Accessibility links

Media Matters: April 7, 2003

7 April 2003, Volume 3, Number 13
CPJ REPORTS 500 CASES OF REPRESSION IN 120 COUNTRIES IN 2002. The number of journalists behind bars rose sharply in 2002, while heightened awareness of journalist safety and a decline in the number of global conflicts last year contributed to a decrease in the number of journalists killed, the Committee to Protect Journalists (CPJ) reported in its annual "Attacks on the Press" on 26 March (see "End Note" below). The report documents some 500 cases of media repression in 120 countries, including assassinations, assaults, imprisonments, censorship, and legal harassment. Although the number of journalists behind bars rose in 2002, there were some positive episodes. In Russia, imprisoned military journalist Grigorii Pasko was released in January before completing his full term "for good behavior." The entire text of the report will be available on 31 March at CC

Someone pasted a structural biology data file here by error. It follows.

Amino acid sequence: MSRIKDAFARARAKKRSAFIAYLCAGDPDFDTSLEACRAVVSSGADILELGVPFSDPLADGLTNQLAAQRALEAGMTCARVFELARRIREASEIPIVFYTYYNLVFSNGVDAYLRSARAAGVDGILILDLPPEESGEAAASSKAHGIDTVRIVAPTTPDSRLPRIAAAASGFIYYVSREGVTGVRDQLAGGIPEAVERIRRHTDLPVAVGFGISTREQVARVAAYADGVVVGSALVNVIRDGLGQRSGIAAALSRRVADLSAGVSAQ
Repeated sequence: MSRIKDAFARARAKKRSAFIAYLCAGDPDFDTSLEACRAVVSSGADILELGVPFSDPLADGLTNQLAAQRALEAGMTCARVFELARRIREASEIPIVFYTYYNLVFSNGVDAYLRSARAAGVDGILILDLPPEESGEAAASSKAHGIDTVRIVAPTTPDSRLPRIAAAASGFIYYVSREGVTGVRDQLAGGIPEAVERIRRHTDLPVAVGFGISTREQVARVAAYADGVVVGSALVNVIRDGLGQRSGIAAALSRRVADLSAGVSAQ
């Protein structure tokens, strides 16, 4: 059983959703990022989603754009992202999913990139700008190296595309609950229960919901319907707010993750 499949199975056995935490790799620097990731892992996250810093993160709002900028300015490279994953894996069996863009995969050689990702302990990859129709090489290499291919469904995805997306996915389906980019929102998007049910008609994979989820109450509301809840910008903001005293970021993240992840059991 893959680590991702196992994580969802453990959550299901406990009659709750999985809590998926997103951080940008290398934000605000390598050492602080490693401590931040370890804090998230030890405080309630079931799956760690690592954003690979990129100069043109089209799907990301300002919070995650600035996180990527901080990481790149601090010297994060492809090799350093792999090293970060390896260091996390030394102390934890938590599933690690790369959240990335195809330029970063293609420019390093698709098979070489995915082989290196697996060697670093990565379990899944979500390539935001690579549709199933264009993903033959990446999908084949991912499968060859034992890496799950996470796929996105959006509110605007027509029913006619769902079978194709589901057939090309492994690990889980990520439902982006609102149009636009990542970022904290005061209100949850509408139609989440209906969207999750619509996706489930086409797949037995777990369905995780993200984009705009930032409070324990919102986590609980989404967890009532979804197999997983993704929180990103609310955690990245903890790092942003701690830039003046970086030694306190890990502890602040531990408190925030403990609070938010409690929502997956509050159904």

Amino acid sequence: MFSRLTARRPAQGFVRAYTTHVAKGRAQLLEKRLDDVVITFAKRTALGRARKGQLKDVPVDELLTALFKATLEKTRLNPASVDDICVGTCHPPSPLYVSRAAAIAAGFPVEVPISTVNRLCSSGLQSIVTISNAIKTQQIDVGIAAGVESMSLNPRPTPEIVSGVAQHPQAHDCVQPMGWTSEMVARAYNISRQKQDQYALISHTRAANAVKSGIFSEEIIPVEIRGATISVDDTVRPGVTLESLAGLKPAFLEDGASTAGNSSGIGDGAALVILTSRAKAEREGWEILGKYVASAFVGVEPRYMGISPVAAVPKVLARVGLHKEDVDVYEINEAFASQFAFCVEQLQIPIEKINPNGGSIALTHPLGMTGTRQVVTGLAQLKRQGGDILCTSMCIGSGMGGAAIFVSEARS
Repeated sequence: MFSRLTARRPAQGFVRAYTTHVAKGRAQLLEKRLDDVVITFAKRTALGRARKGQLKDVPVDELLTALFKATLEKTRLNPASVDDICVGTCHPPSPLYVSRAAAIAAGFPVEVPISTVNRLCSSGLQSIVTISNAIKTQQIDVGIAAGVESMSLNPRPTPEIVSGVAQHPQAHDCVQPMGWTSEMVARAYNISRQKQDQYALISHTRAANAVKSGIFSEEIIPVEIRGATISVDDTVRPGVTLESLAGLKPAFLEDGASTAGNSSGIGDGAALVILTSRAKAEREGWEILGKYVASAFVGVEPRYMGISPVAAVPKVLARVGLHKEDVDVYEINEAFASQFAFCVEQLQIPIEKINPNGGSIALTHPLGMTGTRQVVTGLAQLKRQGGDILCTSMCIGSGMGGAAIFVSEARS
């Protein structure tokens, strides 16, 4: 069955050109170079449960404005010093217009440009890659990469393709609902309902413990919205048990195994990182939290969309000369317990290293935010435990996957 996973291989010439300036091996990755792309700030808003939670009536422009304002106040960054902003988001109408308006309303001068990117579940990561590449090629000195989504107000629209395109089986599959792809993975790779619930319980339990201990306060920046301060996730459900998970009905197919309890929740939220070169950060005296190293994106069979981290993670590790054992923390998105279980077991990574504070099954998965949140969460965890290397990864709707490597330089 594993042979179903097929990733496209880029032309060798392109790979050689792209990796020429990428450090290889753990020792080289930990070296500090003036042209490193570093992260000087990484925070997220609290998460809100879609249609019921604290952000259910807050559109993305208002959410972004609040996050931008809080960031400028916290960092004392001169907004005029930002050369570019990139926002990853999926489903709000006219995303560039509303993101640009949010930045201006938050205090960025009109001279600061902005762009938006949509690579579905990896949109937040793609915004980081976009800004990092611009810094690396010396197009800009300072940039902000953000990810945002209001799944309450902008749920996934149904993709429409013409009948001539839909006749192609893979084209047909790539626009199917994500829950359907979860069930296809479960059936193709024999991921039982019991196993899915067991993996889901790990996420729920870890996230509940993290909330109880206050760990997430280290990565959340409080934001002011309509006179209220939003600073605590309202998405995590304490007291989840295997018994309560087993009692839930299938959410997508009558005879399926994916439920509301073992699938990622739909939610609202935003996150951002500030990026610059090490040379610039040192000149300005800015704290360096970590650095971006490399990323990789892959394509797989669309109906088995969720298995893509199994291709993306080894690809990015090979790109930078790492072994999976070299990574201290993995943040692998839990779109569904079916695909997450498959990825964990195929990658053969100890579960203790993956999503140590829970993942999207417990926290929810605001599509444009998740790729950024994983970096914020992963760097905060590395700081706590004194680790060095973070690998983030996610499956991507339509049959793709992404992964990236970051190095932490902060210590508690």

AL-JAZEERA BARRED FROM NASDAQ. The Nasdaq stock exchange in New York has rejected accreditation applications from business correspondents Ammar Shankari and Ramzi Shiber, who work for the Qatar-based satellite channel Al-Jazeera, the CPJ reported on 26 March. The two journalists applied for accreditation after the New York Stock Exchange (NYSE) pulled their press accreditations on 25 March, claiming it wanted to reduce the number of journalists on the exchange floor and to give priority to financial networks and their reporters. The Al-Jazeera journalists were the only reporters expelled from the NYSE. A Nasdaq spokeswoman confirmed that the journalists' applications were denied, but would not provide further comment. The "Los Angeles Times" quoted Nasdaq spokesman Scott Peterson on 25 March as saying that "in light of Al-Jazeera's recent conduct during the war, in which they have broadcast footage of U.S. POWs in alleged violation of the Geneva Convention, they are not welcome to broadcast from our facility at this time." The spokeswoman told CPJ that she could neither "confirm nor deny" Peterson's statement. In a 30 March editorial, "The New York Times" labeled the Nasdaq decision "repugnant," pointing out that "Al-Jazeera is the only independent broadcasting voice in the Arab world, watched by 35 million people." CC